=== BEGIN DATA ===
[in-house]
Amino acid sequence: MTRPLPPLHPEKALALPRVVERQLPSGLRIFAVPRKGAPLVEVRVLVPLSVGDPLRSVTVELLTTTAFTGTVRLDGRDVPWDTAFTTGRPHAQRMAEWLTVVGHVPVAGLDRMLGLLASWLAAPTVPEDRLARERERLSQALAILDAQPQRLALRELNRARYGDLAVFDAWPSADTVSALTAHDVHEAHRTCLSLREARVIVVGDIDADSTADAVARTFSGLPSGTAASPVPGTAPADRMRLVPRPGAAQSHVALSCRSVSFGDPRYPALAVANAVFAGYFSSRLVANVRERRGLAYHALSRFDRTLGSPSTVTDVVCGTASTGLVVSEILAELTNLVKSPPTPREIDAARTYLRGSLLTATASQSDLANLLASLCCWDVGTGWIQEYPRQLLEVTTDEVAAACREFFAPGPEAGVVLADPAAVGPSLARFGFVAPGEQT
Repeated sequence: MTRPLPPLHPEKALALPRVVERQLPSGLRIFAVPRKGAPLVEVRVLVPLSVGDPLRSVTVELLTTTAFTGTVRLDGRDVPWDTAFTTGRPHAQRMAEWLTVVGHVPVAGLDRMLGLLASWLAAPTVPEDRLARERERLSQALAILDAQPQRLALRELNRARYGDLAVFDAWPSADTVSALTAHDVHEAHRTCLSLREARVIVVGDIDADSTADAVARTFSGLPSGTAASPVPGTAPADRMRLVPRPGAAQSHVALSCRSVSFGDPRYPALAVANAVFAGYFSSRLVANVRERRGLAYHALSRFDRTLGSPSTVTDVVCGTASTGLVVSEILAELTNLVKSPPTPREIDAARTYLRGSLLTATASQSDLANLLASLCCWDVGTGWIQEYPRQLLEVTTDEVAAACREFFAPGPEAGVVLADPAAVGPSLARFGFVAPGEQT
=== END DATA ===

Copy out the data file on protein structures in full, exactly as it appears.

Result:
[in-house]
Amino acid sequence: MTRPLPPLHPEKALALPRVVERQLPSGLRIFAVPRKGAPLVEVRVLVPLSVGDPLRSVTVELLTTTAFTGTVRLDGRDVPWDTAFTTGRPHAQRMAEWLTVVGHVPVAGLDRMLGLLASWLAAPTVPEDRLARERERLSQALAILDAQPQRLALRELNRARYGDLAVFDAWPSADTVSALTAHDVHEAHRTCLSLREARVIVVGDIDADSTADAVARTFSGLPSGTAASPVPGTAPADRMRLVPRPGAAQSHVALSCRSVSFGDPRYPALAVANAVFAGYFSSRLVANVRERRGLAYHALSRFDRTLGSPSTVTDVVCGTASTGLVVSEILAELTNLVKSPPTPREIDAARTYLRGSLLTATASQSDLANLLASLCCWDVGTGWIQEYPRQLLEVTTDEVAAACREFFAPGPEAGVVLADPAAVGPSLARFGFVAPGEQT
Repeated sequence: MTRPLPPLHPEKALALPRVVERQLPSGLRIFAVPRKGAPLVEVRVLVPLSVGDPLRSVTVELLTTTAFTGTVRLDGRDVPWDTAFTTGRPHAQRMAEWLTVVGHVPVAGLDRMLGLLASWLAAPTVPEDRLARERERLSQALAILDAQPQRLALRELNRARYGDLAVFDAWPSADTVSALTAHDVHEAHRTCLSLREARVIVVGDIDADSTADAVARTFSGLPSGTAASPVPGTAPADRMRLVPRPGAAQSHVALSCRSVSFGDPRYPALAVANAVFAGYFSSRLVANVRERRGLAYHALSRFDRTLGSPSTVTDVVCGTASTGLVVSEILAELTNLVKSPPTPREIDAARTYLRGSLLTATASQSDLANLLASLCCWDVGTGWIQEYPRQLLEVTTDEVAAACREFFAPGPEAGVVLADPAAVGPSLARFGFVAPGEQT